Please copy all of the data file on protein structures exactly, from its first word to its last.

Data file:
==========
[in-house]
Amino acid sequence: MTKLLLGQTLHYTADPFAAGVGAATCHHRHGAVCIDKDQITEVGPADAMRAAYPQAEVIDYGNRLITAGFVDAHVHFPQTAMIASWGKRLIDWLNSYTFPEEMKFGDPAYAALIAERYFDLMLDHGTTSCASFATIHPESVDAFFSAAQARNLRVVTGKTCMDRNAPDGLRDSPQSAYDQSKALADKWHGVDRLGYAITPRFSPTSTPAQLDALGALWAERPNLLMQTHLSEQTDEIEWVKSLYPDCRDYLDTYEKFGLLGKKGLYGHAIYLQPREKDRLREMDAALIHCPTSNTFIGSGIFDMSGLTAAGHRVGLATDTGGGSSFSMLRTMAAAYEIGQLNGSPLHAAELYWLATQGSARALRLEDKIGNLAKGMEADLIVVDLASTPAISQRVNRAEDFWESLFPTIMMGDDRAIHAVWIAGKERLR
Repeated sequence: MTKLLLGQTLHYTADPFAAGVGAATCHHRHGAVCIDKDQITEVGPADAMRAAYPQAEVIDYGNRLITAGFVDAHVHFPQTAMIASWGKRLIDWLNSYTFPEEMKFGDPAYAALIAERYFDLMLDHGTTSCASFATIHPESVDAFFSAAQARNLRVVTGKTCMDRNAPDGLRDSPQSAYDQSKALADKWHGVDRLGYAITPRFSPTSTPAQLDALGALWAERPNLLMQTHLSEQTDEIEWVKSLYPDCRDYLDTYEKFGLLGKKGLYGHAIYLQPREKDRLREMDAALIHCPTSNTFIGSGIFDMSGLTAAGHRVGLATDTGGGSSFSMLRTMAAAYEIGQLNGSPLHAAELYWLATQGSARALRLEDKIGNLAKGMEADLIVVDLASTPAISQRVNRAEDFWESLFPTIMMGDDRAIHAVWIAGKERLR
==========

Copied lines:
[in-house]
Amino acid sequence: MTKLLLGQTLHYTADPFAAGVGAATCHHRHGAVCIDKDQITEVGPADAMRAAYPQAEVIDYGNRLITAGFVDAHVHFPQTAMIASWGKRLIDWLNSYTFPEEMKFGDPAYAALIAERYFDLMLDHGTTSCASFATIHPESVDAFFSAAQARNLRVVTGKTCMDRNAPDGLRDSPQSAYDQSKALADKWHGVDRLGYAITPRFSPTSTPAQLDALGALWAERPNLLMQTHLSEQTDEIEWVKSLYPDCRDYLDTYEKFGLLGKKGLYGHAIYLQPREKDRLREMDAALIHCPTSNTFIGSGIFDMSGLTAAGHRVGLATDTGGGSSFSMLRTMAAAYEIGQLNGSPLHAAELYWLATQGSARALRLEDKIGNLAKGMEADLIVVDLASTPAISQRVNRAEDFWESLFPTIMMGDDRAIHAVWIAGKERLR
Repeated sequence: MTKLLLGQTLHYTADPFAAGVGAATCHHRHGAVCIDKDQITEVGPADAMRAAYPQAEVIDYGNRLITAGFVDAHVHFPQTAMIASWGKRLIDWLNSYTFPEEMKFGDPAYAALIAERYFDLMLDHGTTSCASFATIHPESVDAFFSAAQARNLRVVTGKTCMDRNAPDGLRDSPQSAYDQSKALADKWHGVDRLGYAITPRFSPTSTPAQLDALGALWAERPNLLMQTHLSEQTDEIEWVKSLYPDCRDYLDTYEKFGLLGKKGLYGHAIYLQPREKDRLREMDAALIHCPTSNTFIGSGIFDMSGLTAAGHRVGLATDTGGGSSFSMLRTMAAAYEIGQLNGSPLHAAELYWLATQGSARALRLEDKIGNLAKGMEADLIVVDLASTPAISQRVNRAEDFWESLFPTIMMGDDRAIHAVWIAGKERLR